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Tencent bids to acquire 100% of Funcom

Proposed deal would value the Norwegian studio at around $148 million

Tencent has launched a bid to acquire all shares in Funcom, in a deal that values the Norwegian online developer at around $148 million.

The Chinese firm is already the single largest shareholder in Funcom, following the acquisition of 29% of its stock in September last year. However, Tencent now wishes to acquire all remaining shares -- a prospect that has been welcomed by Funcom's management team.

"We have had a great relationship with Tencent as our largest shareholder so far and we are excited about this opportunity," said Funcom CEO Rui Casais in a statement. "Tencent will provide Funcom with operational leverage and insights from its vast knowledge as the leading company in the game space."

"Tencent will provide Funcom with operational leverage and insights from its vast knowledge as the leading company in the game space"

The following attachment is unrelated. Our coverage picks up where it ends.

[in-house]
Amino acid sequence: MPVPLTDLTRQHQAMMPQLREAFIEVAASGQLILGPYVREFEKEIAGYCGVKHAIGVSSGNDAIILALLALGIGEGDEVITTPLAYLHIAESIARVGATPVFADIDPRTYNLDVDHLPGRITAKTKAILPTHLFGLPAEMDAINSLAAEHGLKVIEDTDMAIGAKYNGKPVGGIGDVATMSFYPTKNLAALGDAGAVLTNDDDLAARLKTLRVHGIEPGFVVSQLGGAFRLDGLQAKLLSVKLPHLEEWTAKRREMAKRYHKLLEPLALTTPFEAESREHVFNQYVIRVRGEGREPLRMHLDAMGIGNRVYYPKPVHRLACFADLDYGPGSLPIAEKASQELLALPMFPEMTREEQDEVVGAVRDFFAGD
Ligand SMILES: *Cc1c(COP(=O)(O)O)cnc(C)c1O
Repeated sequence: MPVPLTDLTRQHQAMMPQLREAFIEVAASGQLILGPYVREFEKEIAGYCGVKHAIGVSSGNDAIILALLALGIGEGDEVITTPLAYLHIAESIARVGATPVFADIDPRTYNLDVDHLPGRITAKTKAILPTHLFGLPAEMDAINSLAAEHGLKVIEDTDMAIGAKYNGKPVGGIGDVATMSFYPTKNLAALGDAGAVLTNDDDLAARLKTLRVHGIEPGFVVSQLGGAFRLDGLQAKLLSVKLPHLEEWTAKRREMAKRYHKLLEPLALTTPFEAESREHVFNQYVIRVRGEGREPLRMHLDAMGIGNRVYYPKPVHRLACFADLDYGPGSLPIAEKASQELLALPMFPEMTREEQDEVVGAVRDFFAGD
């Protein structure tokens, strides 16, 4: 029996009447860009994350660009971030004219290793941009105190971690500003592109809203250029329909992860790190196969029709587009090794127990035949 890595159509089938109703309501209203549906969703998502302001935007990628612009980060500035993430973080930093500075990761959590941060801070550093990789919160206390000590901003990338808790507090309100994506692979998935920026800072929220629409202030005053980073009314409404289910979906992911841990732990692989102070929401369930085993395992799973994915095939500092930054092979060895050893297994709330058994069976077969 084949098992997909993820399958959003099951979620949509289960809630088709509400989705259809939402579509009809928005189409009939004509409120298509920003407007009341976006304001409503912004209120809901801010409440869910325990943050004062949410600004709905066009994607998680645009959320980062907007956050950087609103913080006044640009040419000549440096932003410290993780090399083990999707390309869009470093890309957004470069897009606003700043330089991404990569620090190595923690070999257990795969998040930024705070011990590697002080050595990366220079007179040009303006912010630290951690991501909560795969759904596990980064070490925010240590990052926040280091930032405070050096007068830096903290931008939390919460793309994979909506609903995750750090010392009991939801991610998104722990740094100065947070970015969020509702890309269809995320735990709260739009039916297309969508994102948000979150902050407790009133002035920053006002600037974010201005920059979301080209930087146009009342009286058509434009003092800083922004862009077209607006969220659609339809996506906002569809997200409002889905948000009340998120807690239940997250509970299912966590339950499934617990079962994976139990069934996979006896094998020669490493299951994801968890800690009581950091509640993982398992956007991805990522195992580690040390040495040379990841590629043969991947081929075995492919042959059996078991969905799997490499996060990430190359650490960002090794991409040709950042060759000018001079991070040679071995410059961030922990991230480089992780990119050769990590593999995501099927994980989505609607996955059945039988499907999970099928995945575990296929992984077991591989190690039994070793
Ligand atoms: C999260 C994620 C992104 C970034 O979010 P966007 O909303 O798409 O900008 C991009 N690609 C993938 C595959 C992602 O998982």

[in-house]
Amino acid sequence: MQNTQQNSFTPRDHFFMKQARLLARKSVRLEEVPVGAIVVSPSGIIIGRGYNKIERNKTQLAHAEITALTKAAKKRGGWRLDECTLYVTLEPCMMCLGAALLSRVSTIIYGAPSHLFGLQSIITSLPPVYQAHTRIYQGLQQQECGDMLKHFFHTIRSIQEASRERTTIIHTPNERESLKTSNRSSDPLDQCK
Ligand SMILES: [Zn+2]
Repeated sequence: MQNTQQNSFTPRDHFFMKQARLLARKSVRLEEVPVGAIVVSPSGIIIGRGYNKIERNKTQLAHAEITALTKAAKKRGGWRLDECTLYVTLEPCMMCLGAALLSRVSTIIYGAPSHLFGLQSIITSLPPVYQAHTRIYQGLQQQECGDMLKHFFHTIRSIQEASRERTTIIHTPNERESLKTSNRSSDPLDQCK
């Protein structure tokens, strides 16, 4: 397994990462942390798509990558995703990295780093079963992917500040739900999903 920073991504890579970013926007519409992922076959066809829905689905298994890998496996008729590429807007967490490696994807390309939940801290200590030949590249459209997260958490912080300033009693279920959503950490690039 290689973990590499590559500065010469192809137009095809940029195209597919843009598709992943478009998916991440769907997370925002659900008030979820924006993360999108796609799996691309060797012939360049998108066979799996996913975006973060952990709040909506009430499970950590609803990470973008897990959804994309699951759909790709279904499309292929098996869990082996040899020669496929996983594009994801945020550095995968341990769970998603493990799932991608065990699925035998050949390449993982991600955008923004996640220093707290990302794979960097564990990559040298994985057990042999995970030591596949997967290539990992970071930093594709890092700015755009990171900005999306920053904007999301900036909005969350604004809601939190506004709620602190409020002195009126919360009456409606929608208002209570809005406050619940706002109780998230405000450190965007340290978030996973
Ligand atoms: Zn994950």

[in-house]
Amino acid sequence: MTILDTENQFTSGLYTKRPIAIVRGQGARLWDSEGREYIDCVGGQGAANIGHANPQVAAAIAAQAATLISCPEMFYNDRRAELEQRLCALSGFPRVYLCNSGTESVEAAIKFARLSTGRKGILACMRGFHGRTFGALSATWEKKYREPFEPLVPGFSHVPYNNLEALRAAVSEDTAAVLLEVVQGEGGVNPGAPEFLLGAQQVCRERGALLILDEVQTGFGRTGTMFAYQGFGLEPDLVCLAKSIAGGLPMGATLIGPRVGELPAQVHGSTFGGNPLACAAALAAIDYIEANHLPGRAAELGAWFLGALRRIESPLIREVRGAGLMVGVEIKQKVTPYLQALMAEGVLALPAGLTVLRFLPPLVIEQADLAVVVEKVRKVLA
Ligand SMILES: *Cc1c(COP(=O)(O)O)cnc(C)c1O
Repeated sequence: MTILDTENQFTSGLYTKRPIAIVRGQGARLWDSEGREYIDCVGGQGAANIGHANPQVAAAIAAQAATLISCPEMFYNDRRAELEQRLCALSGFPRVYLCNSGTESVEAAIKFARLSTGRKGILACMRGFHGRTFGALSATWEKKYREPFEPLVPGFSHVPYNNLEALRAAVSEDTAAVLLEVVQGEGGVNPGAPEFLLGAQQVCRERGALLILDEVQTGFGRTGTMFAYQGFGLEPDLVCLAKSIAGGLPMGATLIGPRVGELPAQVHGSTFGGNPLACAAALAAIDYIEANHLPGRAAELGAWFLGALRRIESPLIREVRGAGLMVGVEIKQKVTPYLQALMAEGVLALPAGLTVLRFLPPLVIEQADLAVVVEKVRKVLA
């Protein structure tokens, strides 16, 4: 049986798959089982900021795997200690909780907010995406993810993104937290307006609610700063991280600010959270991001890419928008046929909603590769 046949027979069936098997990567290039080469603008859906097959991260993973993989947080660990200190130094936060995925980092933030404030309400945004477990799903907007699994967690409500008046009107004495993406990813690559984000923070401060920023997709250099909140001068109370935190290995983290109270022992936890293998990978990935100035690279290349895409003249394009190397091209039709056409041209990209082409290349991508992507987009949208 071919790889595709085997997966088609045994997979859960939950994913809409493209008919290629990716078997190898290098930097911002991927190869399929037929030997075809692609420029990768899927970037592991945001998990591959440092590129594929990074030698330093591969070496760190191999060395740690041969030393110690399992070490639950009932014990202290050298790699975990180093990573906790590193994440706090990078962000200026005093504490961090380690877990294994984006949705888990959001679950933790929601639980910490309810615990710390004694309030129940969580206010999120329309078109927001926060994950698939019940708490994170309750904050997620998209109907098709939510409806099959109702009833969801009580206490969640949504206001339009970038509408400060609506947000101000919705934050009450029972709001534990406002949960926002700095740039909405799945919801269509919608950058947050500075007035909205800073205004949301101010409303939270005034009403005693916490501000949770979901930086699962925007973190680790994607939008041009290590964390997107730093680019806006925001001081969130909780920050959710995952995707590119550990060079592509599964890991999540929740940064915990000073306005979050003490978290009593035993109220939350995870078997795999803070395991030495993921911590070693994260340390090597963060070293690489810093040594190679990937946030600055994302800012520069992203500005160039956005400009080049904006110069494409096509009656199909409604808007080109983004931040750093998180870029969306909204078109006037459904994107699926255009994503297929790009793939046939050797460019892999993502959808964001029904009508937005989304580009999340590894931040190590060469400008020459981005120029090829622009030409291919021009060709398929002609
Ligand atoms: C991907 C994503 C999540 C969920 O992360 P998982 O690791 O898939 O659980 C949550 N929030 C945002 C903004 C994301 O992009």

Funcom

Tencent is offering NOK 17 per share, which is 27.3% higher than the price at the close of trading on January 21, 2020. The offer values Funcom at NOK 1.33 billion ($148 million).

Remaining shareholders are free to reject Tencent's advances, but Funcom's management and supervisory board has issued a statement recommending that they accept during the offer period. The process is expected to start in February.

"We are impressed by Funcom's strengths as a developer of open-world multiplayer, action and survival games," said Steven Ma, senior vice president of Tencent, in a statement. "Funcom has a strong track-record in developing new titles with long life-span."

In addition to operating its hit survival title Conan Exiles, Funcom is currently working on an adaptation of the classic science-fiction novel, Dune. The game has been in production for two years, and the company's management believes that "the scope and ambition level for the Dune game should be larger than Conan Exiles to allow the game the best possible chance of maximizing its very large potential."

A statement from Funcom also suggested that "additional financing" is desirable for Dune, and that the full acquisition of the company by Tencent would allow that to happen.

While the deal is not final, Funcom's investors certainly have an incentive to sell at the price Tencent is offering. A decade ago, the company was mired in losses, redundancies and financial problems, a turbulent period that only truly finished with the success of Conan Exiles.

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